Monday, 16 November 2015

Fox's 59 Particulars

In 1659, at a critical moment in the history of the Quakers and indeed of England as a whole, George Fox issued his Fifty nine Particulars.  As Douglas Gwyn points out (The Covenant Crucified 1995), it was Fox's only programmatic political statement.

Gwyn presents the Particulars as a revolutionary document but it may equally well be presented as a reformist one, a call to the nation to embrace its true values of freedom and integrity.  The Particulars do not call for class war or the overthrow of fundamental institutions.  Instead, the Particulars are primarily a call for an end to oppression through corrupt practices.  Fox called for regulations to take away "oppressing laws, oppressors, and to ease the condition of the oppressed".  He has in mind particularly corrupt lawyers and ecclesiastical institutions and brutal civil authorities.  Gwyn says Fox's call is to 'preempt the immanent logic of capital' but this is to see the times through Marxist lenses.  I have found nothing the Particulars which is against private property.  Certainly Fox calls for tithes to be abolished and the money given to the poor but this is less anti-capitalist as
the traditional popular objection to tithes and an attack on an established church which betrays its Christian duty of philanthropy.

Although Gwyn insists that the Particulars is a further example of Quaker spirituality of desolation - an idea have discussed in my blog on Burrough - Fox's programme may equally well be seen simply as a call to the authorities to act fairly towards Quakers.  It is not about an absence of God and a state of spiritual desolation but about a commitment to the principle of justice and a call to the secular authorities to uphold universally recognised principles.  Gwyn reluctantly concedes that Fox calls for legal regulations against oppression, as if this were a passing point of the Particulars , but it is in the title of the work and goes to the heart of Fox's message. Another striking point about Fox's language, in this work and in others, is his references to the Nation, because he is concerned to get reforms at the national level and through national institutions. There is no Biblical exhortation to all the nations on earth in general nor any attempt to address other communities in the way that Margaret Fell did in her messages to the Jews.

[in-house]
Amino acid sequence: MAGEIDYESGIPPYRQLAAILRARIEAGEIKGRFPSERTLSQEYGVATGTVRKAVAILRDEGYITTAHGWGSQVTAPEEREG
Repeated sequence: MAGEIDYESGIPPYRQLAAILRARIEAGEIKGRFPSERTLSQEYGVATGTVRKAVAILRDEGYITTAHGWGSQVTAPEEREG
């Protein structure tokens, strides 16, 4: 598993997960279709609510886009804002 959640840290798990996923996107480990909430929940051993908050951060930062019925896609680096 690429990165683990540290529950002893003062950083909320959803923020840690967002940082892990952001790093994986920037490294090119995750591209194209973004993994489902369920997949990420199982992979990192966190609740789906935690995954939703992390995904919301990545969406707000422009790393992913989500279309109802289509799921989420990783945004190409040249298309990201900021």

I might say controversially there is as good a case for portraying Fox as a proto-one nation Conservative in the style of Disraeli or David Cameron as a revolutionary Marxist in the style of, for example, Fidel Castro.  Indeed, when tithes were eventually abolished in England, hundreds of years later, it was under a Conservative prime minister, Stanley Baldwin.

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